A striking feature of Covell's works is the way in which she disrupts the perfection of the shape. Her works Fold 1, Fold 2, Back Flip, White Curve and Double Edge, with their folds and turned corners, simultaneously show part of the front and the back of the work to the viewer. Covell is subverting Minimalism's attempted separation of human creation from the artwork by turning the corners and edges of her paintings up, under and over. Marking her role in making the work, just as you turn the page of a book to keep your place.

The sculptor Eva Hesse also drew on and subverted the Minimalist processes. Hesse brought an organic, unpredictable element to repeated forms. Her works such as Addendum (1967) and Repetition Nineteen III (1968) make use of repeated, serial forms such as vessels and ropes, but the vessels are crumpled and the hanging ropes are unruly. The systematic deployment of the object in multiple is subverted by the element of chance that governs the appearance of the final work.  

In Covell's work there are rules governing colour, material, shape and process, but there is also a freedom of appearance for the individual pieces. She interprets the tropes of Minimalism – squares, economy of colour, repetition – and embraces the human element (folds, hanging, draping, tension and release). A system is present, but not rigid, resulting in work that is personal and expressive while adhering to certain formal criteria. Covell loosens the principles of seriality and repetition and allows the expression of the human element. In doing so, the unease caused by Minimalism’s “reductive, potentially dehumanised and industrial matter-of-fact character of minimalist objects” is offset. (A. Potts, The Sculptural Imagination: Figurative, Modernist, Minimalist, New Haven, Yale University Press, 2000, p.190)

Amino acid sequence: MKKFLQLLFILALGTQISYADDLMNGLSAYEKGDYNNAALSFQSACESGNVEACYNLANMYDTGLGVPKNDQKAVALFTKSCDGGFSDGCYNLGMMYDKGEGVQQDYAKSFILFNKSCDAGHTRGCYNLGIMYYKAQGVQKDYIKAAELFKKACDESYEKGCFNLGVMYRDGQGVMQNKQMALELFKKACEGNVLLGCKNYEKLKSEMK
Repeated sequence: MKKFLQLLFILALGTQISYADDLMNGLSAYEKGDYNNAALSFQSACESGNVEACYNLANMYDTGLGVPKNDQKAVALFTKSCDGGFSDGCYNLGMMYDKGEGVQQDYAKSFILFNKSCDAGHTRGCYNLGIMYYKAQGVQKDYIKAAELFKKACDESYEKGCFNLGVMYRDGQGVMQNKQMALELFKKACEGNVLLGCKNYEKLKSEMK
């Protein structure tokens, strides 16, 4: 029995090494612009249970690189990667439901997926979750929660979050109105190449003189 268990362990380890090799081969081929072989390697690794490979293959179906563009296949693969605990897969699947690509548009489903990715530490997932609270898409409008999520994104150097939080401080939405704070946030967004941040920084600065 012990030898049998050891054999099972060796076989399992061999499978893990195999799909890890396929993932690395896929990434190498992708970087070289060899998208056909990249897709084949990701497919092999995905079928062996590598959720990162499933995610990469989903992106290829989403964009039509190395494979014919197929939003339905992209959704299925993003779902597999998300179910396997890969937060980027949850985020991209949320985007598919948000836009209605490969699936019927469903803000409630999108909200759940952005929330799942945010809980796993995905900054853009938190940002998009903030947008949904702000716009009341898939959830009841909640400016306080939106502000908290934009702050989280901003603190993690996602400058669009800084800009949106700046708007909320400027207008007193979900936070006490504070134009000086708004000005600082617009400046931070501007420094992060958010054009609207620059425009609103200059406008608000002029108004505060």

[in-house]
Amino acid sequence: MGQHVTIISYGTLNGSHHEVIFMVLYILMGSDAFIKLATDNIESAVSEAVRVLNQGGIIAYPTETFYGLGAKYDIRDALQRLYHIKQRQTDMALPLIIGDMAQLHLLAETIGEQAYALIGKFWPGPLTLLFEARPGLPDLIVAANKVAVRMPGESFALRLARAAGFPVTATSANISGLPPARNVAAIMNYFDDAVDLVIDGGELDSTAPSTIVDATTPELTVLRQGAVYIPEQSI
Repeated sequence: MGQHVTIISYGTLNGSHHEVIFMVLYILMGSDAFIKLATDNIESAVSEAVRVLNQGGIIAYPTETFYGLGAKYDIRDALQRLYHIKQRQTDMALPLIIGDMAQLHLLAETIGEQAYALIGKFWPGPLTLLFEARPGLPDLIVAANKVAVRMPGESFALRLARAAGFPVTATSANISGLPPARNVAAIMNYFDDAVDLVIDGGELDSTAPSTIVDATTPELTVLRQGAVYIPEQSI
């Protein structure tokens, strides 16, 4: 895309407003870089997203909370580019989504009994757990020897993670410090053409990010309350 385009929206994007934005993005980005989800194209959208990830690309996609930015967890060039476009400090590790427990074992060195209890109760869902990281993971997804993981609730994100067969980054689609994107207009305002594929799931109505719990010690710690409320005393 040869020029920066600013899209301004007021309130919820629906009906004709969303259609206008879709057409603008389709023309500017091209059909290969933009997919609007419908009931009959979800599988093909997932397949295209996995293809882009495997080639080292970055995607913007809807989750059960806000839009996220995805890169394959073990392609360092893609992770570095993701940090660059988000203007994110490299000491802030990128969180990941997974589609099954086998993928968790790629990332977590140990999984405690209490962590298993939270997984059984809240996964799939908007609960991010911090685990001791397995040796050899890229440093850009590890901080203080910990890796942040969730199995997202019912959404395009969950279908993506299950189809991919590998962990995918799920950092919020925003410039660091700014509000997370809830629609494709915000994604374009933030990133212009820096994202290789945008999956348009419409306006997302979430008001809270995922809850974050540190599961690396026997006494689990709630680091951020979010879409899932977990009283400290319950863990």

Repetition and Remembering 

Covell is interested in repetition; both in working with a set process for making her work, and in employing a fixed formal criteria that governs its appearance. This commitment to repeating and remaking is comparable with recalling a memory. Each time we recall a memory we remake it. Remembering is a constructive and adaptive process, and makes an apt metaphor for Covell's working method with its careful layering process. This ordered process is followed by impulsivity and freedom as the work is reshaped and remodelled into its final form. Covell is dedicated to exploring the object rather than the subject, constantly reproducing and representing the tabula rasa, making something new and different each time she commits herself to work with the same materials, colours, forms and processes. 

Covell's earlier works are evocative of the white reliefs that Ben Nicholson made in the 1930s. Both artists investigate the potential of white, although now, in place of Nicholson's built-up wood, we have Covell's built-up layers of paint. Each artist has created works of visual purity in a cluttered and imperfect world, an idea developed further by Covell in her large suspended pristine white banners of paint. We wait with interest to see where Deb Covell's pursuit of form, colour, surface and process will take her work next. For the time being, with her pure and crisp forms she reminds us that economy of expression does not equate to absence of meaning. 

Deb Covell, Real lines (2011). Alkyd paint on card, photo by Cal Carey

Deb Covell, Drape (2013). Acrylic paint, 15cm x 66cm, photo by Cal Carey


Deb Covell, Nowt to Summat (2014), 270 cm x 120 cm. Acrylic paint, courtesy of Castlefield Gallery, Manchester, photo by Cal Carey.